For Dancers, the Not-So-Lazy Days of Summer

Five performers tell us about their off-season. It’s not all work and no play, but they didn’t forget to stay in shape.ImageSarah Hayes Harkins, a dancer at Charlotte Ballet, teaches ballet in the summer — and drives for Lyft.CreditCreditKennedi Carter for The New York TimesPublished Aug. 29, 2019Updated Aug. 30, 2019, 1:04 p.m. ETA body…

For Dancers, the Not-So-Lazy Days of Summer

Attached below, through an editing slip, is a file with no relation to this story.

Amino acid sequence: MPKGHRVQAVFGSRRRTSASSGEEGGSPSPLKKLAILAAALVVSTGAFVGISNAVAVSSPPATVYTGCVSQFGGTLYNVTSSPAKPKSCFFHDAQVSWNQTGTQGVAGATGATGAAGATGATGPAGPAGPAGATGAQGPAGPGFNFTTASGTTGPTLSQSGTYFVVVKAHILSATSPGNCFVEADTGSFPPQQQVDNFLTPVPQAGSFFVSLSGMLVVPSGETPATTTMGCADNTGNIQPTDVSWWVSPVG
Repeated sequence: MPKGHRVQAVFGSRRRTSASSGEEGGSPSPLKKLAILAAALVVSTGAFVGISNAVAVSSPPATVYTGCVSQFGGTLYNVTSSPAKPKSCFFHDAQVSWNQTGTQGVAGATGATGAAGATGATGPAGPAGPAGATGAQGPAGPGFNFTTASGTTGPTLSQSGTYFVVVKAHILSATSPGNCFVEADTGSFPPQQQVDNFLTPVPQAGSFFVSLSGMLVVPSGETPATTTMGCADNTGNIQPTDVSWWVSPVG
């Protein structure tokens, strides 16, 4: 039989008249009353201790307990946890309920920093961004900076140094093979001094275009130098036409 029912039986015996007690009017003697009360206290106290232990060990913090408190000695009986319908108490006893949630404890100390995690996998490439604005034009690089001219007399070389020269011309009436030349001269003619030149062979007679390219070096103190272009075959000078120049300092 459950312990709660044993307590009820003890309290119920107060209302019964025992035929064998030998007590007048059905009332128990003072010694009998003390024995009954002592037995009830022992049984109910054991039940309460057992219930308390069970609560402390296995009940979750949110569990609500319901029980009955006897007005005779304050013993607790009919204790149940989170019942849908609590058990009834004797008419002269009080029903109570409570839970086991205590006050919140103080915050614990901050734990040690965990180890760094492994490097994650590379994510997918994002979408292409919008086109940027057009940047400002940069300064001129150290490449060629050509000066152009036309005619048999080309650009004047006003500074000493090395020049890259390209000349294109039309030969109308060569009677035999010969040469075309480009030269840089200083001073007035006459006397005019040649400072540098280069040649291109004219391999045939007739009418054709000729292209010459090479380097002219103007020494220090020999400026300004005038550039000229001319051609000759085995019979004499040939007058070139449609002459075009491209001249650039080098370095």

Five performers tell us about their off-season. It’s not all work and no play, but they didn’t forget to stay in shape.ImageSarah Hayes Harkins, a dancer at Charlotte Ballet, teaches ballet in the summer — and drives for Lyft.CreditCreditKennedi Carter for The New York TimesPublished Aug. 29, 2019Updated Aug. 30, 2019, 1:04 p.m. ETA body in motion tends to stay in motion, so summer can present a challenge for dancers. For those who work at ballet companies, the period after July 4 usually means a layoff of at least a few weeks. But free time doesn’t necessarily mean sloth. (Though, like all of us, dancers crave rest.) Summer is festival season. With events like the Vail Dance Festival or the Fire Island Dance Festival, the summer months can offer opportunities to try on new roles or different styles, to choreograph or maybe to collaborate with dancers from other companies.It can also be a time of anxiety, particularly for dancers at smaller companies or freelancers. With downtime comes a loss of income, which must be supplemented in other ways. For a lucky few, summer is time — at least in part — for some much-needed rest from the demands of an art that takes its toll on the body. I spoke with dancers from different disciplines: ballet, modern, tap and Indian classical dance, about what they do in the summer months. Their accounts have been edited and condensed.Sarah Hayes Harkins: A Ballerina Behind the WheelSarah Hayes Harkins, 29, has been a dancer with Charlotte Ballet in North Carolina since 2008. Though the company has no official ranks, Ms. Harkins has performed most of the principal parts: Cinderella, Aurora in “Sleeping Beauty” and Sugarplum in “The Nutcracker.” The company has 20 dancers, for whom it guarantees at least 36 weeks of work. (This arrangement is not unusual, and 36 weeks is considered good in the field.) That leaves up to 16 unpaid weeks a year. During the summer layoff, my husband — a classical guitarist — and I definitely have to hunker down and be really conscious of the money going out and coming in. My main source of other work here in Charlotte is teaching private ballet lessons. I also drive for Lyft. I have a Volkswagen Tiguan, a little silver baby S.U.V. I make a solid average of $10 an hour. I’ll do it for most of the day and not take a break. If I stretch for a while after I’m done, I’m fine. It doesn’t make my body feel any worse than it already does.To be honest, the time goes by very quickly. I’m a super social person so if they want to talk I’m totally down for that. For me it’s the perfect little side job. Last year I drove Aziz Ansari. I picked him up from Bojangles’ Coliseum where he had been doing a show. Aziz and his dad came out the back door and hopped in. He was really nice. He was watching videos of the show he had just done on his phone. At one point, his dad was trying to give me directions, and Aziz stopped him and said, dad, she’s got the thing, you don’t have to tell her how to get there!Shantala Shivalingappa: Back to NatureImageMs. Shivalingappa in Mysore, India, this summer.The Chennai-born dancer Shantala Shivalingappa lives in Paris and spends much of the year on the road. Her training is in the Indian classical dance form kuchipudi, but just as often, she works with contemporary choreographers and theater directors. Each summer, Ms. Shivalingappa, 43, leaves her performing life behind and returns to India.I spend almost two and a half months in India, without anyth
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